Yet, there are things that my husband is unable to do: cook a decent meal (using the stove rather than the microwave); make a budget and buy nutritious foods and items needed rather than snacks and munchies; handle the checkbook and finances; make doctor’s appointments; order prescription refills and setting up his daily doses of medications.

In addition to the above reasons, my husband is good at hiding his hearing problem – he just nods his head in agreement, or assumes he knows what has been said. And he is even better at covering up his forgetfulness; he just repeats the same questions multiple times if he is unsure or has forgotten. In the beginning, I just didn’t realize he was covering up.

Recently, I participated in the write31days.com challenge to write on a particular topic for the 31 days of October. I shared the journey with my husband’s dementia using the title “Dementia’s Demands”. During this time I was encouraged and supported by a wonderful group of bloggers who were also participating in the challenge; many, as I later learned by reading their blogs, were also on a journey with dementia, cancer, depression, and many other difficulties. Many were, in one form or another, a caregiver. Yet, looking at their pictures – they didn’t look much different than I or anyone else! As the days of that month continued, I discovered that – yes! – I am a caregiver! I “care for” someone who is unable, in many ways, to care for themselves. This, in itself, makes me a caregiver.

Are you struggling with that identity? Think about it…you may well be one, too!

For more on caregivng from Barbara’s London go here::http://scrapper123.blogspot.com

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NaBloPoMo November 2014

For Caregivers in Buffalo, N.Y.

all entitled to a meltdown

For caregivers in Buffalo, New York and the surrounding area here is a reminder that meltdowns are not only okay, sometimes they are exactly what is needed in order to carry on.

Any change in routine can wreak havoc for our loved ones. I can only imagine what seeing snow piling up for hours on end and having it cover windows and doors, creating a feeling of being trapped. is having on loved ones with Alzheimer’s disease and dementia. I pray that you have all the medications and all the supplies for everyday living that you need, that there will be no medical emergencies that require you to leave your homes, and that your loved ones remain as calm as possible.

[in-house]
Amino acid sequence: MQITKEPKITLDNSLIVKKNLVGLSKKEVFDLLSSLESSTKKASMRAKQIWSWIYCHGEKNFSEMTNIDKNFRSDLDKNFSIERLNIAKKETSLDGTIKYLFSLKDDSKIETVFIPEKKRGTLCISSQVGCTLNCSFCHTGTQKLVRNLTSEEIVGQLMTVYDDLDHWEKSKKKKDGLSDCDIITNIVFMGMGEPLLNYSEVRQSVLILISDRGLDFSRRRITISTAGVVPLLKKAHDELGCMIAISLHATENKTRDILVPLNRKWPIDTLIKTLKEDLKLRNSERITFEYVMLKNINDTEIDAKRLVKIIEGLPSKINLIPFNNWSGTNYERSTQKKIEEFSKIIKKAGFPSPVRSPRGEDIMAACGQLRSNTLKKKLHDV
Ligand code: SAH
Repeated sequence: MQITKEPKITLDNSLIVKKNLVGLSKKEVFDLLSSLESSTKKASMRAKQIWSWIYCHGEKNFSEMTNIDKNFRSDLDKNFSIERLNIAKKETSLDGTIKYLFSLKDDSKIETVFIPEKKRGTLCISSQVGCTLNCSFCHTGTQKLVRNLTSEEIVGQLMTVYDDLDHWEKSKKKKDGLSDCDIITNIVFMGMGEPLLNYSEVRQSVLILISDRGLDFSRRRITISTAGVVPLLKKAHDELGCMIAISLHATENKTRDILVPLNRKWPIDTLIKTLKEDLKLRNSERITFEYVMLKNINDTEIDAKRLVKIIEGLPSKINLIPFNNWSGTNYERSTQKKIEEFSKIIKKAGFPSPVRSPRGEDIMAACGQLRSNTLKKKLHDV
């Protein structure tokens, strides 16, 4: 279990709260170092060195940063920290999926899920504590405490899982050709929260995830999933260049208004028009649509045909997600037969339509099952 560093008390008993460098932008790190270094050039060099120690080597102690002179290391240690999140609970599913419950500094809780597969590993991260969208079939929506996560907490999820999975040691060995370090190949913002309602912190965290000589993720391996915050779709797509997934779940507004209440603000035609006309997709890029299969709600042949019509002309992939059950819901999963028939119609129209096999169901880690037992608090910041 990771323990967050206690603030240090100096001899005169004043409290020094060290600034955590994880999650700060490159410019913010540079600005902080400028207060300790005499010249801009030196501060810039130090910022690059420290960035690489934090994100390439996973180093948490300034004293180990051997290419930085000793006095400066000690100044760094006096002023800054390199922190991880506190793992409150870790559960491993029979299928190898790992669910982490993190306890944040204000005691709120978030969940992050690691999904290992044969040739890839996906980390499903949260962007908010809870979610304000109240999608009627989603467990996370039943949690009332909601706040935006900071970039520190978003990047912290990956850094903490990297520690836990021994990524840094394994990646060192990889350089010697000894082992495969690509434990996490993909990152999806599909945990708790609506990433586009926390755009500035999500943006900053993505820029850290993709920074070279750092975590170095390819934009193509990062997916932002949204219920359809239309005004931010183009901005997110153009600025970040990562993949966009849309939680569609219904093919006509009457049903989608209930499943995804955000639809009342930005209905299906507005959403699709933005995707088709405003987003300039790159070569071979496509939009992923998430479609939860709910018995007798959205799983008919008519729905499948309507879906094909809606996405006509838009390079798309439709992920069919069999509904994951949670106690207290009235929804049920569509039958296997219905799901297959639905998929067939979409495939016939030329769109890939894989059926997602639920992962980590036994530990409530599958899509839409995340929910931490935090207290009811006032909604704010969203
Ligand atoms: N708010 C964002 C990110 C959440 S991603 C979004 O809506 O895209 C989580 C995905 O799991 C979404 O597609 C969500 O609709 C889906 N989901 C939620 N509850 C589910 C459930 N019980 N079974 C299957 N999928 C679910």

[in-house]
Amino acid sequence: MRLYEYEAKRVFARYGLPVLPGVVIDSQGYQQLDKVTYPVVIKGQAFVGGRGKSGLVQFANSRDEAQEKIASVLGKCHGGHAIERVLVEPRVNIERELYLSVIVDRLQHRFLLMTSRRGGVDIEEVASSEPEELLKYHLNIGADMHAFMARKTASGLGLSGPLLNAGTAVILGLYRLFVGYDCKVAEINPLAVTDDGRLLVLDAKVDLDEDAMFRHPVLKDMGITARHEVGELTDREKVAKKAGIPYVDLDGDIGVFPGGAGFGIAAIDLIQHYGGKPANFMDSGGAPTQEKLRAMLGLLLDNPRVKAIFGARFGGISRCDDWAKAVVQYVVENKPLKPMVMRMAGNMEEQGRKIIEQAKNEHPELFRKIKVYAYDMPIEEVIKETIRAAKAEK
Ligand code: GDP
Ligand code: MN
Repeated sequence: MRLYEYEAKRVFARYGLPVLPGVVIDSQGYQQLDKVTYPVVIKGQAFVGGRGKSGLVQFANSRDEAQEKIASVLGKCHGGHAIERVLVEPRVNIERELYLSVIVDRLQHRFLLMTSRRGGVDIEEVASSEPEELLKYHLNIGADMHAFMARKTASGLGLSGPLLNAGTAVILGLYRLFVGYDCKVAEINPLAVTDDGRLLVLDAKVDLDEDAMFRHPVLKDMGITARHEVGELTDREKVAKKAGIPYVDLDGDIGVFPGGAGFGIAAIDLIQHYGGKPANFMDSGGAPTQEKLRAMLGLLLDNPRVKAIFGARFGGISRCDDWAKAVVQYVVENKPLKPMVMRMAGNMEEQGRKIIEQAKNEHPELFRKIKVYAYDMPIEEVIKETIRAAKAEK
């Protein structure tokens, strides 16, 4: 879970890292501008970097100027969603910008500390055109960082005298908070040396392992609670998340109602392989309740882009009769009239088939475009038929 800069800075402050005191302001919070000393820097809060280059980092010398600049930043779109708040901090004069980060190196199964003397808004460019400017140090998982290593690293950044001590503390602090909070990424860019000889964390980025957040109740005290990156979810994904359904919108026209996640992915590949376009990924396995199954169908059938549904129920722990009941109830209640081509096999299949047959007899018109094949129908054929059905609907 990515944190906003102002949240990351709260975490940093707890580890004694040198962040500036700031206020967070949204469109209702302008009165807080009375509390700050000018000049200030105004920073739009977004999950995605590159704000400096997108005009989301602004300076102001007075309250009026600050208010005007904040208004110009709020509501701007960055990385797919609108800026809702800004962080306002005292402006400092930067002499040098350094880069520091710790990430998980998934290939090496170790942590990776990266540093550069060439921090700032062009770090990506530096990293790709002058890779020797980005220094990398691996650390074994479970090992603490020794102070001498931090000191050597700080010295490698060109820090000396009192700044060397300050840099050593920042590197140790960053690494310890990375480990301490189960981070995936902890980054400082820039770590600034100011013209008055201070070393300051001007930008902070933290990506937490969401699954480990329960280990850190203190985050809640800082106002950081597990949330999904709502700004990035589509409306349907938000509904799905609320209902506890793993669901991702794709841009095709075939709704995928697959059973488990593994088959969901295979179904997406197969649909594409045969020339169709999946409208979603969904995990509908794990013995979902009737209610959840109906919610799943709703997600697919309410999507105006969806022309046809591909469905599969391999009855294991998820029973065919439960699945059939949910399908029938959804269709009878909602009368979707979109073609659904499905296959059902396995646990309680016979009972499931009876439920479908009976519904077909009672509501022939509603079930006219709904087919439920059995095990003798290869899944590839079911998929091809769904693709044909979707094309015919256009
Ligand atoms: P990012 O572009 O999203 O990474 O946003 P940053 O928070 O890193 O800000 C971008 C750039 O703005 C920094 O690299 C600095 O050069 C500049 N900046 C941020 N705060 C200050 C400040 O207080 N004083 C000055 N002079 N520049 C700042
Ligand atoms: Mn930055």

And one more thing; if things become too stressful let it out. As singer, Leslie Gore, once said,

“It’s my party and I’ll cry if I want to.”  https://www.youtube.com/watch?v=XsYJyVEUaC4

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NaBloPoMo November 2014

How Much Can We Handle?

broken caregiver

It’s a sad truth that being a caregiver can break us. We don’t need to read the statistics to know that caregiving comes with a cost to our health, our relationships and our self-esteem. We do a job we know will end in incredible loss. We cannot win no matter how hard we try.

Those who don’t understand criticize our decisions and question our intentions during brief visits where the person who called us vile names and lashed out at us all night sits smiling quietly and complains about how we treat them.

And so we break. Sometimes for just a moment or two, other times we pray for days to find the strength to face the morning and start anew. And for some it all becomes too much and we become ill ourselves.

In my case as things became more complicated and the stress built I had panic attacks and migraine headaches. My hair began to fall out. I needed respite care. As a disabled veteran receiving all of his care at a VA hospital Rodger was entitled to receive care in the hospital for up to 30 days a year, no longer than 14 days in a row.  We used it when we could but there came a time when we were told there were no beds available and respite care was suspended.  I was desperate for rest and kept asking only to receive the same answer.

“There is no room.”  That is until the day I spoke these words, “I need respite care for his sake and mine. If it can’t be arranged I will call my congressperson and if that doesn’t work I will have to admit him to the VA hospital nursing home permanently.”  Two days later a bed opened up and we both got the break we needed.  It shouldn’t have come to that. I know many caregivers don’t have that option and for them taking a stand will not make respite care available. We need to change that or there will be many more broken caregivers and who will care for them?

The following is fromCaregiver.org

Impact of Caregiving on Caregiver’s Physical Health

  • While researchers have long known that caregiving can have deleterious mental health effects for caregivers, research shows that caregiving can have serious physical health consequences as well, 17% of caregivers feel their health in general has gotten worse as a result of their caregiving responsibilities.
    [AARP Public Policy Institute Valuing the Invaluable: 2008 Update. The Economic Value of Family Caregiving]Updated: November 2012
  • Research shows an estimated 17-35% of family caregivers view their health as fair to poor.
    [Valuing the Invaluable: 2011 Update, The Economic Value of Family Caregiving. AARP Public Policy Institute.]Updated: November 2012